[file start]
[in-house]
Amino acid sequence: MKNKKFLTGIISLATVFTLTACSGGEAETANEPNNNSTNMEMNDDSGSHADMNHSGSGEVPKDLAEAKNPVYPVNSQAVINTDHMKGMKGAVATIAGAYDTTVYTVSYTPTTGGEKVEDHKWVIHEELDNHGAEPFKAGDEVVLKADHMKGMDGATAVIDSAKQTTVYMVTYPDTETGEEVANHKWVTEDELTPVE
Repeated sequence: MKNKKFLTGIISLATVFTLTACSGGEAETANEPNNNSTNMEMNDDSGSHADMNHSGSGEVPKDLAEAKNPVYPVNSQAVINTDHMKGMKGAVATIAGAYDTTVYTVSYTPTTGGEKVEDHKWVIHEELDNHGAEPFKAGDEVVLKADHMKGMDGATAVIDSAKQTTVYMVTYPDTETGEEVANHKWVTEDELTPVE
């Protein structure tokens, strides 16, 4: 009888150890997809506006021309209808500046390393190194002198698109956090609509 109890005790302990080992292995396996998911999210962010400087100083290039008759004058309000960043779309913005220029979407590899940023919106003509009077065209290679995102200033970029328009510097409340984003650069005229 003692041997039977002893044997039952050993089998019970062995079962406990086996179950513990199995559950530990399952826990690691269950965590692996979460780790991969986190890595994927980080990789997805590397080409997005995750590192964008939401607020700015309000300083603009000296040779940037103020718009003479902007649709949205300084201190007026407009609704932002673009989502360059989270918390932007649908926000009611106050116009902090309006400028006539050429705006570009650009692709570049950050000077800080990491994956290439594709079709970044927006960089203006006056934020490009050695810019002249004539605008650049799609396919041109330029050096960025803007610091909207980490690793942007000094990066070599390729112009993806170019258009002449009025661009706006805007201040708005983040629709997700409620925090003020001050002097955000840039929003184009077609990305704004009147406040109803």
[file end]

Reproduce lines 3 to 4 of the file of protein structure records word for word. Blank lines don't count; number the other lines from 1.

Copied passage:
Repeated sequence: MKNKKFLTGIISLATVFTLTACSGGEAETANEPNNNSTNMEMNDDSGSHADMNHSGSGEVPKDLAEAKNPVYPVNSQAVINTDHMKGMKGAVATIAGAYDTTVYTVSYTPTTGGEKVEDHKWVIHEELDNHGAEPFKAGDEVVLKADHMKGMDGATAVIDSAKQTTVYMVTYPDTETGEEVANHKWVTEDELTPVE
């Protein structure tokens, strides 16, 4: 009888150890997809506006021309209808500046390393190194002198698109956090609509 109890005790302990080992292995396996998911999210962010400087100083290039008759004058309000960043779309913005220029979407590899940023919106003509009077065209290679995102200033970029328009510097409340984003650069005229 003692041997039977002893044997039952050993089998019970062995079962406990086996179950513990199995559950530990399952826990690691269950965590692996979460780790991969986190890595994927980080990789997805590397080409997005995750590192964008939401607020700015309000300083603009000296040779940037103020718009003479902007649709949205300084201190007026407009609704932002673009989502360059989270918390932007649908926000009611106050116009902090309006400028006539050429705006570009650009692709570049950050000077800080990491994956290439594709079709970044927006960089203006006056934020490009050695810019002249004539605008650049799609396919041109330029050096960025803007610091909207980490690793942007000094990066070599390729112009993806170019258009002449009025661009706006805007201040708005983040629709997700409620925090003020001050002097955000840039929003184009077609990305704004009147406040109803």